These has been an eventful few days since our last entry.
First, we’ve been able to continue teaching our Temple Preparation Class that will soon be drawing to a close with two members of that class. Both are eager to attend the temple and make sacred covenants there. We are also eager for them to be able to attend and hope to go with them. We also had the opportunity to attend the stake conference of the Nashua New Hampshire Stake this past weekend. Nashua is only about ten miles from Lowell. We were able attend with a member of our temple prep class and her young son. She also had the good fortune to receive her patriarchal blessing that same day and it was a choice thing to help her receive it.
Secondly, we hosted our first family history workshop and had a friend of the young sister missionaries attend. This young man was very happy to see that in FamilySearch there were records of his grandparents and great-grandparents. He later reported that he stayed up until 2 AM viewing what he could of his ancestors. The next day he was able to show them to his father, who was amazed at the records that were available. The spirit of Elijah is very strong with respect to genealogy work, and it is a great service that church performs in making these records available for free to anyone who wants to be able to see them.
Lastly, we were able to visit one of the great historical sites of the American Revolution in Concord, Massachusetts. The Minuteman Historical Park is just a short drive from us. The park is beautiful with trees and the river. Near Lexington, is the site where the British forces fired the first shots at colonial militiamen. Five miles north at the North Bridge at Concord, is where the “shot heard round the world” was fired when the colonial minutemen first fired at the British Army on April 19, 1775.Ralph Waldo Emerson in his 1837 poem "Concord Hymn" says in the opening stanza:
“By the rude bridge that arched the flood/Their flag to April’s breeze unfurled/Here once the embattled farmers stood/And fired the shot heard round the world.”
At the visitor center we met member of The Church of Jesus Christ of Latter-day Saints from Heber, Utah. They are friends of some of our fellow senior missionaries serving in Romania that we came to know in the missionary training center. It is a very small world in the Church of Jesus Christ of Latter-day Saints. We meet people that we connect to in someway all around the world.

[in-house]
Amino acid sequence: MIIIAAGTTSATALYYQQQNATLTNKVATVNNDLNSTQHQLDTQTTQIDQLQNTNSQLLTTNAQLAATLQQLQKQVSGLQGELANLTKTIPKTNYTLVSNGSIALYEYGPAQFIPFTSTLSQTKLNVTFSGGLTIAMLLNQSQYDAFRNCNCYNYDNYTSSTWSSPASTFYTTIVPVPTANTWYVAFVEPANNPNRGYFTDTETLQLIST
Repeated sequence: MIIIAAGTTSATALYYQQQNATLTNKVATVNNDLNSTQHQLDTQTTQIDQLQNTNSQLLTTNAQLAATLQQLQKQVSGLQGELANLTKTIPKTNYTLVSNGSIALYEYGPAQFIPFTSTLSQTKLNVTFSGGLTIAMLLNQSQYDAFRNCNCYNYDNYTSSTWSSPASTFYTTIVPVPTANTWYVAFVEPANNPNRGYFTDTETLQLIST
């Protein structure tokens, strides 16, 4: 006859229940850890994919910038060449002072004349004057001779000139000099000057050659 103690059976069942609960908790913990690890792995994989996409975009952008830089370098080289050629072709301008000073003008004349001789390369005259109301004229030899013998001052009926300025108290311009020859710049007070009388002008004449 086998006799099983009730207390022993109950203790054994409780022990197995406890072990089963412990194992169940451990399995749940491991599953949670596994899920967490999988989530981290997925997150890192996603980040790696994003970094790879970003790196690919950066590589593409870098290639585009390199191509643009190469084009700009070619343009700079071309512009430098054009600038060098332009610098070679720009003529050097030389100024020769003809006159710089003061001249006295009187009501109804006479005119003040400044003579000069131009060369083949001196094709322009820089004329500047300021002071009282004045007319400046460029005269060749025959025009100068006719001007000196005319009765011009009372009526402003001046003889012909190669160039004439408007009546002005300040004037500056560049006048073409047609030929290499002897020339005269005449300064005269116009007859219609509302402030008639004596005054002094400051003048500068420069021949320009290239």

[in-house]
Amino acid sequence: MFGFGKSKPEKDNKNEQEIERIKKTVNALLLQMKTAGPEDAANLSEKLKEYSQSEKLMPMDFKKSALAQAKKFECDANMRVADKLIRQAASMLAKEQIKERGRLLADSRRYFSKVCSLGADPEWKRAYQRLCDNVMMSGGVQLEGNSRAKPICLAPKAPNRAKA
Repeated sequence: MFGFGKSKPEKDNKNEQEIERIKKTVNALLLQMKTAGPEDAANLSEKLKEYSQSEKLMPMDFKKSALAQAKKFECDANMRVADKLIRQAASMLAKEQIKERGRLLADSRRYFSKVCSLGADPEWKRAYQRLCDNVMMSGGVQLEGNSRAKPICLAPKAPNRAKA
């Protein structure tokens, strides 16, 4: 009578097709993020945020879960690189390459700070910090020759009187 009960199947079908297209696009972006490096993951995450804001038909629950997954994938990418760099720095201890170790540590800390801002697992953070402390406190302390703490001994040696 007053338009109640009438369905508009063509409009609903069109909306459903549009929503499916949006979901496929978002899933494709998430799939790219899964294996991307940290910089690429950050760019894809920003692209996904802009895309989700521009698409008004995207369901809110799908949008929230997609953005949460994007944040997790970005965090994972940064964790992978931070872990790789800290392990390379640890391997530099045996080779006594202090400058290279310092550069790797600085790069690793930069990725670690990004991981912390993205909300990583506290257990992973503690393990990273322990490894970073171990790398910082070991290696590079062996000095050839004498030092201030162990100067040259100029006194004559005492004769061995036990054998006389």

The American Revolution is a watershed moment in the history of the world, and we are blessed to be serving our mission in a place of such historical significance. It is also not lost on me that Joseph Smith, the prophet of the restoration was born in Sharon, Vermont just 30 years after the “shot heard round the world.” His life was just as revolutionary in terms of Christian doctrine as the early patriots of the American Revolution were in terms of democracy. Those revolutionary teachings included the nature of the godhead, the principle of ongoing modern revelation, the restoration of the priesthood, the translation of “The Book of Mormon: Another Testament of Jesus Christ”, the need for temples and the restoration of temple covenants, and the doctrine of eternal families. These are just a few examples of the revolutionary teachings of Joseph Smith. There must be something in the soil and air of New England that produces such extraordinary men and women.
Here are some pictures from that day:
We ended this week with our district preparation day. We love spoiling these young missionaries! We had a BBQ in a park in Nashua. They ate and then finished the day with pickle ball. These young people have become our adopted grandchildren to some degree.